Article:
Spammers harvest e-mail addresses from the Internet using specially designed programs that scan web pages for e-mail addresses to build up a list of recipients for mass-mailed spam. Typically, these programs will target online forums as a prime hunting ground. Posting your e-mail address on a forum is, therefore, giving spammers an open invitation to bombard you with offers for viagra, prescription drugs and steamy photos of celebrities. If you regularly post on forums, newsgroups or message boards, don’t include your e-mail address in the body of the message.
5. Use decoy e-mail addresses
Another tactic is to use a number of different e-mail addresses for different uses. Most ISPs offer more than one e-mail address per internet connection. You can use these to set up a primary email address for personal use which you will only give out to friends and family, then set up another address for use on online shopping websites, and another for forums, for example. If you stick to using the different addresses in their specific contexts, it should limit the amount of spam you receive in your primary inbox. It’s also an interesting exercise in identifying the sources from which spammers have obtained your email address.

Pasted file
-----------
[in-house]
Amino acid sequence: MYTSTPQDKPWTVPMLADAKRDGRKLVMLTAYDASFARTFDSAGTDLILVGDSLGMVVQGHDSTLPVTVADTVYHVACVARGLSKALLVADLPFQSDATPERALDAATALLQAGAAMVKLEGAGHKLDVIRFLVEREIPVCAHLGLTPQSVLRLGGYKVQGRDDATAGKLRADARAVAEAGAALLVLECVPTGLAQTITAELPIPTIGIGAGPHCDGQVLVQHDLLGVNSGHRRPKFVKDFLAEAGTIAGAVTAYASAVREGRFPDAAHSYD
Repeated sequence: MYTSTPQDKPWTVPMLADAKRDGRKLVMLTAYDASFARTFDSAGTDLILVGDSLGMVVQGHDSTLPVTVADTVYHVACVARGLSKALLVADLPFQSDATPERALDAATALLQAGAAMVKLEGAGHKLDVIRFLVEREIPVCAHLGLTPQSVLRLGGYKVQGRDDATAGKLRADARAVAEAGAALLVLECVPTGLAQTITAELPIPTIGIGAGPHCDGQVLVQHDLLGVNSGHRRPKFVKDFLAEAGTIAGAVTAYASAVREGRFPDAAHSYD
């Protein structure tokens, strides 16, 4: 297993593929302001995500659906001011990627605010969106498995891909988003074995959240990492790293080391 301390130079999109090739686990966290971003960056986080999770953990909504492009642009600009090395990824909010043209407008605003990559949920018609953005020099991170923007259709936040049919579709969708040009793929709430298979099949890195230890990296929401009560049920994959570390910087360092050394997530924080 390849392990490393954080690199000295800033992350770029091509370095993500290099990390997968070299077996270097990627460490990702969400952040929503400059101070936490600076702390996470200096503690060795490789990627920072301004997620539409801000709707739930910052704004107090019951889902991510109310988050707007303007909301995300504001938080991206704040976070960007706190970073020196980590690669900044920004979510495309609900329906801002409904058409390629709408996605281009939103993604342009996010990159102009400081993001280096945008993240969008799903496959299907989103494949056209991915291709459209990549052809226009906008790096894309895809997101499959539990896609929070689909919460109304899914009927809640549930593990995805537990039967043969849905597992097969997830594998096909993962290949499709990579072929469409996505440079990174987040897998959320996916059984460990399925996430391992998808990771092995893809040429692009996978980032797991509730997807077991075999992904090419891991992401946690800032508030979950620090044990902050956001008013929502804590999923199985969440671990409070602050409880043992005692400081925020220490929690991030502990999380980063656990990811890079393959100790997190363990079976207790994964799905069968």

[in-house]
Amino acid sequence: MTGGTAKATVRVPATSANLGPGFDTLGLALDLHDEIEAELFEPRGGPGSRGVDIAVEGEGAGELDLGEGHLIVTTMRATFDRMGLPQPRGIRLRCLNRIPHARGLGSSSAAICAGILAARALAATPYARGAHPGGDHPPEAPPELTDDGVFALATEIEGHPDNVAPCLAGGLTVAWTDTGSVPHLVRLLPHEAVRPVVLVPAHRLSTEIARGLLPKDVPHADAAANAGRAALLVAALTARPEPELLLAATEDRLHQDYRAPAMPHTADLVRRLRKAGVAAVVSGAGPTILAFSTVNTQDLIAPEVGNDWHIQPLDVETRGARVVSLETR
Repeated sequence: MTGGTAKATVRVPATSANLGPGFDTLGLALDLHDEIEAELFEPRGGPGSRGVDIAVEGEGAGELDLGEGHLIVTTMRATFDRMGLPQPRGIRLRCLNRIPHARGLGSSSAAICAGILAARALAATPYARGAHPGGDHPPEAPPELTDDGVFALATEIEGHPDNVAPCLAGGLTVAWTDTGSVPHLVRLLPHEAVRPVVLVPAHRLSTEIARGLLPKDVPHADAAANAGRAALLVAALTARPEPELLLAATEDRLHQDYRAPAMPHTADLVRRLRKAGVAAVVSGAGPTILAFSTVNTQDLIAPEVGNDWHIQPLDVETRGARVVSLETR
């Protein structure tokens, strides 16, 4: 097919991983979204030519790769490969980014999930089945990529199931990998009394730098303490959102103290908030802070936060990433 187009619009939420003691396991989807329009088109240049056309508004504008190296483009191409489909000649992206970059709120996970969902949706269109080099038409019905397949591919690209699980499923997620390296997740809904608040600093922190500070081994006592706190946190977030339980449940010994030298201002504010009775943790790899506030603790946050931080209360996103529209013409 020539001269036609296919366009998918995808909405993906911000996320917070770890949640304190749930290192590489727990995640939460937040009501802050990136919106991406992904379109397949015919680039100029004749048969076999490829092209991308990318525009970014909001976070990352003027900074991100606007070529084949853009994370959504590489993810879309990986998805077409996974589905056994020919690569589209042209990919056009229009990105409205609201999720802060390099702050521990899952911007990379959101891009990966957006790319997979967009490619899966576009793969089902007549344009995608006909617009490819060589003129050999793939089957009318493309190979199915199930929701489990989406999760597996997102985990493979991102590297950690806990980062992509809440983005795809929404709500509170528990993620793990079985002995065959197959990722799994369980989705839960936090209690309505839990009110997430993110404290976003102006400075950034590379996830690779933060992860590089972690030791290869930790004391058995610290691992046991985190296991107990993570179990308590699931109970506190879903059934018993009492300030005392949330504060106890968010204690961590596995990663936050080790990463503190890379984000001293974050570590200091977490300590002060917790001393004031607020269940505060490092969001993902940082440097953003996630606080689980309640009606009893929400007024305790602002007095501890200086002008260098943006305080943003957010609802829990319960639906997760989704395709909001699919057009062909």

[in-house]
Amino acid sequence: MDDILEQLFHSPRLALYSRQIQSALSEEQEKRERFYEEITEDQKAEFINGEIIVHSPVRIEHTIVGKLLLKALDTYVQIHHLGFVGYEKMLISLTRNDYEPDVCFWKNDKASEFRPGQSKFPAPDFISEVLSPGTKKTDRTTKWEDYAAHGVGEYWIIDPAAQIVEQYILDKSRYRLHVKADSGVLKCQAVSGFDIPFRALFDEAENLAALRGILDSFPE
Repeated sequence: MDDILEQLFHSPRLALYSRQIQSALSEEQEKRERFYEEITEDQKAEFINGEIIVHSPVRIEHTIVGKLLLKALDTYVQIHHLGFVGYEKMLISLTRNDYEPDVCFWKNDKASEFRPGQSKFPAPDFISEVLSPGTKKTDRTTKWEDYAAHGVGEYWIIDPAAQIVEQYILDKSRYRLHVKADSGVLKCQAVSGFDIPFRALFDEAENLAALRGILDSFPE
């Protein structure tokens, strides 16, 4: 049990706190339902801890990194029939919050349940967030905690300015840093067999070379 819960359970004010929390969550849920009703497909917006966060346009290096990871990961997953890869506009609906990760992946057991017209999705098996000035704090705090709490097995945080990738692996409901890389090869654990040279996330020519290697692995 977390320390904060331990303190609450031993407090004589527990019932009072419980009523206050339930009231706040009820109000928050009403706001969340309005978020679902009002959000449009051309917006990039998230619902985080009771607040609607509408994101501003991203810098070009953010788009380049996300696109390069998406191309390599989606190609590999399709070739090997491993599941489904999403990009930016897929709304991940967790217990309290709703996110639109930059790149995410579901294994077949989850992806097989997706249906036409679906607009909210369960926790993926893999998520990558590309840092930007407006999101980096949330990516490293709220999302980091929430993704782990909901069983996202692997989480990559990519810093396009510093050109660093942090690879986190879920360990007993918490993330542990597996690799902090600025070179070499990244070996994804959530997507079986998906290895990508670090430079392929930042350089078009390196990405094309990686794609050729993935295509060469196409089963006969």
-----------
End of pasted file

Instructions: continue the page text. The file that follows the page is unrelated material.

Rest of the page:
Alternatively, set up a webmail account with Yahoo or Hotmail and use this for anything other than personal e-mail messages.
Spam is infuriating but you don’t have to take it lying down. With a few key tricks under your belt you can limit the time you spend deleting unwanted e-mails from your inbox. We particularly like the collaborative, community-centric approach of MailWasher and the CloudMark Safety Bar. By using these programs and being diligent about reporting spam that makes it through to your inbox, you are helping to protect other users and make life more difficult for spammers. Use one or more of the tips given in this feature and start enjoying a more spam-free email experience.